Talk:Change root

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Revision as of 12:54, 12 July 2013 by Doru001 (talk | contribs) (Example)
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I posted an example of a chroot in a home directory. If you can complete it or correct it, please do. If you can't, please don't remove it.

The example has been modified from /usr/bin/bash to /bin/bash, even though:

$ which bash

How is it on your system, /bin/bash or /usr/bin/bash?

Very well, this is quite amazing:

$ ls -l /bin/bash /usr/bin/bash
-rwxr-xr-x 1 root root 713872 Jun  1 03:26 /bin/bash
-rwxr-xr-x 1 root root 713872 Jun  1 03:26 /usr/bin/bash
$ cmp /bin/bash /usr/bin/bash
$ echo $?

--Doru001 (talk) 11:09, 10 July 2013 (UTC)

I changed this because you cannot use /usr/bin/bash as the user's shell (useradd -s command) in normal circumstances. The user would not be able to login because /usr/bin/bash is not in /etc/shells by default. In a chroot it may not matter (assuming the useradd command even works, I know chsh will not let you change to a shell not in /etc/shells but not sure about useradd), but there's no reason to use /usr/bin/bash and it can cause problems for anyone coming across the command and using it for something else. /bin/bash is the correct way to access bash is most circumstances.
--Scimmia (talk) 13:43, 10 July 2013 (UTC)
Very well, I still don't understand this /etc/shells completely, but what you say makes sense. Doru001 (talk) 16:12, 11 July 2013 (UTC)
The big thing is, /usr/bin/bash was not coming from me, but from 13:06, 4 June 2013‎ Wide-eye. Doru001 (talk) 12:54, 12 July 2013 (UTC)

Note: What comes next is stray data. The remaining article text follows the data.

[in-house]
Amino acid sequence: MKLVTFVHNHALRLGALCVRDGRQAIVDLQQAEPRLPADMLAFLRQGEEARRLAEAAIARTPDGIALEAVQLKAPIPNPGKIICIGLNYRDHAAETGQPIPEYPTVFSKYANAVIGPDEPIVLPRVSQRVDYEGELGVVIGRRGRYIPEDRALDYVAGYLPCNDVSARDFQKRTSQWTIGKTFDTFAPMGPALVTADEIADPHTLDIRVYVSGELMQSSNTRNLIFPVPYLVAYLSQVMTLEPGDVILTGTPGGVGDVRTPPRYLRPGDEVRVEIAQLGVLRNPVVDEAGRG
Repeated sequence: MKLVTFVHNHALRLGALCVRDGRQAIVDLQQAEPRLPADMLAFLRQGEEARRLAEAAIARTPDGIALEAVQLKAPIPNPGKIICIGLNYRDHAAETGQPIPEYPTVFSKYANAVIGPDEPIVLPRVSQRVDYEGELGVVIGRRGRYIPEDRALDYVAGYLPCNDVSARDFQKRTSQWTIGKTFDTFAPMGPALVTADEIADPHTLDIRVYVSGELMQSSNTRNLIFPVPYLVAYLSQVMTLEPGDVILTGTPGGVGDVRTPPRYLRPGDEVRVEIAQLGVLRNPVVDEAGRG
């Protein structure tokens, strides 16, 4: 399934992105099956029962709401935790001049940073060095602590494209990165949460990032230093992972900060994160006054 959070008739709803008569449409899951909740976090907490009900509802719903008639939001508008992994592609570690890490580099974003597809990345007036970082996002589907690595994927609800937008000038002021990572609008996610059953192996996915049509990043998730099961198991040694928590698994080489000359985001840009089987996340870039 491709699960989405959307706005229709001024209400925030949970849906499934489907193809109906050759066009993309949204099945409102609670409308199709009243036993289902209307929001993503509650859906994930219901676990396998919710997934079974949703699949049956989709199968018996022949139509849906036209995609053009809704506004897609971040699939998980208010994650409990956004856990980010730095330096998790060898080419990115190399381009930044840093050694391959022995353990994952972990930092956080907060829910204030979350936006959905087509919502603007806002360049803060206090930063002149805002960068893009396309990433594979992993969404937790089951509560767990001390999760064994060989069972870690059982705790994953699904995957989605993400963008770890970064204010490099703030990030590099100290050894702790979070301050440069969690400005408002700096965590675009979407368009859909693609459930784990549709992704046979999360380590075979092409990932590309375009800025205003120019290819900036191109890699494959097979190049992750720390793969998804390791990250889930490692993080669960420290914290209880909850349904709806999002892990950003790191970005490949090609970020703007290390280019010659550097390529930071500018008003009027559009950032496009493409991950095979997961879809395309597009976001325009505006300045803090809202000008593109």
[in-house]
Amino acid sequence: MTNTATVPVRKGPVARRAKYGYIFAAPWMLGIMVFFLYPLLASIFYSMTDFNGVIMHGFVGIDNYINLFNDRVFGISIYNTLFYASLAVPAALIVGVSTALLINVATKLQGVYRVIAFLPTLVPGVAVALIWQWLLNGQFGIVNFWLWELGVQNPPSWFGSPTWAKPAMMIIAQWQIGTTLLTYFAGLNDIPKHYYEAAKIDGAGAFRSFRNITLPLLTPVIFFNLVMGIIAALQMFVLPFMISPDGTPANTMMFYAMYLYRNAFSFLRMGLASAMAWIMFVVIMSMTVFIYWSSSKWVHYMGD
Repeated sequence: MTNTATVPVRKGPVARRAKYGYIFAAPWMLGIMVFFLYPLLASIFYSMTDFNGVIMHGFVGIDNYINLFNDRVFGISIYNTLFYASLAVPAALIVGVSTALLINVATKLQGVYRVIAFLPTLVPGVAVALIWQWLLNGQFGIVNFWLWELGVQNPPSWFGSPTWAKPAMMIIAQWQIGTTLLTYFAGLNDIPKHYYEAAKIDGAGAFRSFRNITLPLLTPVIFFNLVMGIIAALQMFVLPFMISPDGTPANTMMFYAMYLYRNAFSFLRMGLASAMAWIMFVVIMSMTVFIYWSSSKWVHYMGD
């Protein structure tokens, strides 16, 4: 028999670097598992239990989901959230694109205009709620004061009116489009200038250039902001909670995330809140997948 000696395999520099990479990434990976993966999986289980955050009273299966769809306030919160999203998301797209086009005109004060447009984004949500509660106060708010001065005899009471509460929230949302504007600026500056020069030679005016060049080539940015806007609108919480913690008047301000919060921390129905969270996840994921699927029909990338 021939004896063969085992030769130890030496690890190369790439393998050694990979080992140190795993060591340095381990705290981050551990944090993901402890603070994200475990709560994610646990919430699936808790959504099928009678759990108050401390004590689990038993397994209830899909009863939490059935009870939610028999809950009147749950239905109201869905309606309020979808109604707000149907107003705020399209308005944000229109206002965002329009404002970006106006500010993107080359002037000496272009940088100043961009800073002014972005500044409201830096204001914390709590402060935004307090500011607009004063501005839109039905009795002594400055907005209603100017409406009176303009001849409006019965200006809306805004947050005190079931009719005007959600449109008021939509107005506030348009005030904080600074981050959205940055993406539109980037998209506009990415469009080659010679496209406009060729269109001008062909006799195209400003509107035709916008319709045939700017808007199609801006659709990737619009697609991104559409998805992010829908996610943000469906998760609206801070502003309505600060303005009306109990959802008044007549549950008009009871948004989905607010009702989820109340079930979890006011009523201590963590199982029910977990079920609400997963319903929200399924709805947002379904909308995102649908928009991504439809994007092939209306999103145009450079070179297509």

• Is it possible to have multiple Chroots on the same target device? --unknown
  • Is the "Run graphical chrooted applications" section really necessary? I have chrooted from an x86_64 distribution (Parted Magic) into my current i686 Arch system and running graphical applications worked just fine. All I had to do was to start them from the chroot terminal. Seems like an unnecessary piece of information to me. --DSpider (talk) 10:02, 19 August 2012 (UTC)
  • Can chroot be used to update the entire root file system? After the chroot, running the mount command reports /dev/root on / type ext3 with /dev/root being a symbolic link to /dev/mmcblk0p2. Unmounting /dev/root and /dev/mmcblk0p2 both report invalid argument. Rereading the partition table using blockdev --rereadpt /dev/mmcblk0 reports device or resource busy. My guess it mmcblk0 is busy because /dev/mmcblk0p2 is still the root file system under the changed root file system I am using now. Before doing a chroot, I kills all the applications but the shell used to run chroot. Any suggestions on how I can successfully reread the partition table in this use model? --Tfischer